One of the big banks had a special offer on GICs recently – one year for 0.75 per cent, compared with a posted rate of 0.55 per cent.
Nothing I could say about low interest rates would top this illustration of investing futility. The cost of living rose 0.7 per cent in June on a year-over-year basis, which means this “special” GIC rate offers an after-inflation return of pretty much zero. Clearly, GIC investors need some special help to get through the next while.
Here are five suggestions:
1. Avoid the big banks
The big banks offer the lowest of low rates on GICs because they know there’s a segment of the population that, for all kinds of reasons, won’t shop the competition. These big-bank loyalists are taken advantage of with rates like the one in that special deal mentioned earlier. A rule for GIC investing: A special big-bank rate is unlikely to match the rates routinely offered by alternative banks, trust companies and credit unions.
2. Have a website bookmarked for handy rate comparisons
3. Try a deposit broker
Registered deposit brokers work in much the same way as mortgage brokers – they have relationships with a variety of firms and can shop the market in a way that’s difficult to do on your own. For example, a GIC issuer may have a temporary rate promotion that hasn’t been widely publicized. Or there may be a credit union you haven’t come across with market-leading rates.
4. Don’t get hung up on big-bank stability
Alternative banks issuing GICs are often members of Canada Deposit Insurance Corp., just like the big banks. That means up to $100,000 in combined principal and interest is covered in eligible deposits. Other online banks are operated by Manitoba credit unions, which offer deposit insurance through a provincial plan. Here’s my take on that type of deposit protection.
5. Think twice about locking in for five years
We have a fairly flat yield curve right now, which means that short-term interest rates are just a tick below long-term rates. Example from the late July GIC market: Tangerine was offering 0.95 per cent for one year, 1.15 per cent for three years and 1.25 per cent for five years.
Usually, you get a bigger reward for locking down money over a longer period. Until that happens, consider a three-year GIC ladder. That’s equal investments in terms of one through three years, with maturing one-year GICs renewed for a three-year term.
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Stocks to ponder
Apple Inc. (AAPL-Q). The tech giant has managed to shine amid the gloom, putting it on the cusp of becoming the first U.S. company to boast a market value of $2 trillion, just two years after it became the first to reach $1 trillion. With its stock already up 50% this year, the only question among analysts is whether Apple will pass the $2 trillion milestone before the release of its next-generation iPhones in October. Michael Liedtke of the Associated Press takes a look (for Globe subs).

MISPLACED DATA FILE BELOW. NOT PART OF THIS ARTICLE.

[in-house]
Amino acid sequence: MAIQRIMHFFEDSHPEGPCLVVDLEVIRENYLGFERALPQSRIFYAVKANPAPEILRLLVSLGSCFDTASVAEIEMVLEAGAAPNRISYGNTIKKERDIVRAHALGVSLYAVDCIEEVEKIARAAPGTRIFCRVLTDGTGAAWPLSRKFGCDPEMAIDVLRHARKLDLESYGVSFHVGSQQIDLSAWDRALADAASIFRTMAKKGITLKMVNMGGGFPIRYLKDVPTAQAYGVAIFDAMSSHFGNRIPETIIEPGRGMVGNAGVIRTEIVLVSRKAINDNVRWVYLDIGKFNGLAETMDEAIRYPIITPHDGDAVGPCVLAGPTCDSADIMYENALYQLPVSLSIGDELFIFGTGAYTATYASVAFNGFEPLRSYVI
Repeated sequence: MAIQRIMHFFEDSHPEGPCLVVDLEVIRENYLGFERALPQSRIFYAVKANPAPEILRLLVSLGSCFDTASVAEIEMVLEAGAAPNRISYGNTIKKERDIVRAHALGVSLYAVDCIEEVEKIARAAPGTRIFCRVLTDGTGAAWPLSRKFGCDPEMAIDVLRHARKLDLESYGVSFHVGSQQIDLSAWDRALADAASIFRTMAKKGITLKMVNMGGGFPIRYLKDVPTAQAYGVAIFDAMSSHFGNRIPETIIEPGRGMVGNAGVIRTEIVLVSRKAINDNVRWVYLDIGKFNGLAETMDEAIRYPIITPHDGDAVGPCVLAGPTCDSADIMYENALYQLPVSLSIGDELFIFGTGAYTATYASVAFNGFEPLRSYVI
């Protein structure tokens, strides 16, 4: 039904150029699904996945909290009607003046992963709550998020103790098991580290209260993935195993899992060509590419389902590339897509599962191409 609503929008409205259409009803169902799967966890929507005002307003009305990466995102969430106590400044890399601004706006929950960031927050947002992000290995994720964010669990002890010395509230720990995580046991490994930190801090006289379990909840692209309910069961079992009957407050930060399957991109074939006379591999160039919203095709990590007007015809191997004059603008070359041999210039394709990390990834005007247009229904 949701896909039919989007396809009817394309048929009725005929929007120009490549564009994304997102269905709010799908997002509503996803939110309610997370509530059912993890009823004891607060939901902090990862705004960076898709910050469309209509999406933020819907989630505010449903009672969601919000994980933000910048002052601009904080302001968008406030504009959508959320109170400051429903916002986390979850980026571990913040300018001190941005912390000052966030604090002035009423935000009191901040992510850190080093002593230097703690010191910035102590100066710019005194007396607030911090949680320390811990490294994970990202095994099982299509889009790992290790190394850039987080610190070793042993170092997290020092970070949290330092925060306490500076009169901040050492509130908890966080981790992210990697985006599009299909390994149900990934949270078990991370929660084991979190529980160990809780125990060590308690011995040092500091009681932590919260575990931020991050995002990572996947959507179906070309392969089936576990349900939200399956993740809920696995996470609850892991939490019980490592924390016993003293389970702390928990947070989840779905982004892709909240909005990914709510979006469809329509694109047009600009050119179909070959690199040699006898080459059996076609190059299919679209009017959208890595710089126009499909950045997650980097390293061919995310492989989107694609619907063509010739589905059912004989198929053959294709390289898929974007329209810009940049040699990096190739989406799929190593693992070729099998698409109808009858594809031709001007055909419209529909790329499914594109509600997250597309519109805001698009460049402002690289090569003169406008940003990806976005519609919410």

Money for (almost) nothing for top firms surviving pandemic
For all the corporate minefields left by this year’s pandemic, central banks have succeeded in making borrowing for the world’s most robust companies virtually free - underlining the V-shaped rebound in blue-chip stock indexes, writes Mike Dolan of Reuters.
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- Friday’s Insider Report: CEO tops up his investment in this stock yielding 10%
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Ask Globe Investor
Question: The bullish narrative of market pundits is that there is a massive amount of money sitting in money market accounts that eventually has to make its way into the equity markets. It seems like a large majority of mutual fund portfolio managers and institutional money managers are fully invested, so what do you think is the source of all this money? I have read that it is as high as 20 per cent. Thanks. – Paul R.
Answer: Between government support programs and central bank quantitative easing, the economy is being flooded with money. One consequence of this is the inflation of asset values. Stocks are overpriced, and it now looks like the housing market is recovering as well.
Meantime, consumers are spending less and saving more. The net result has been some deleveraging at the household level and a build-up of liquid assets.
This combination could continue to drive stocks higher, but if profits don’t keep pace, the bubble will eventually burst. Given the grim outlook for the economy for at least the next year, that’s a possibility. There may be a lot of money sitting on the sidelines, but it’s not going to be committed unless investors have confidence the markets aren’t going to stage a repeat of the March meltdown.
What’s up in the days ahead
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Compiled by Globe Investor Staff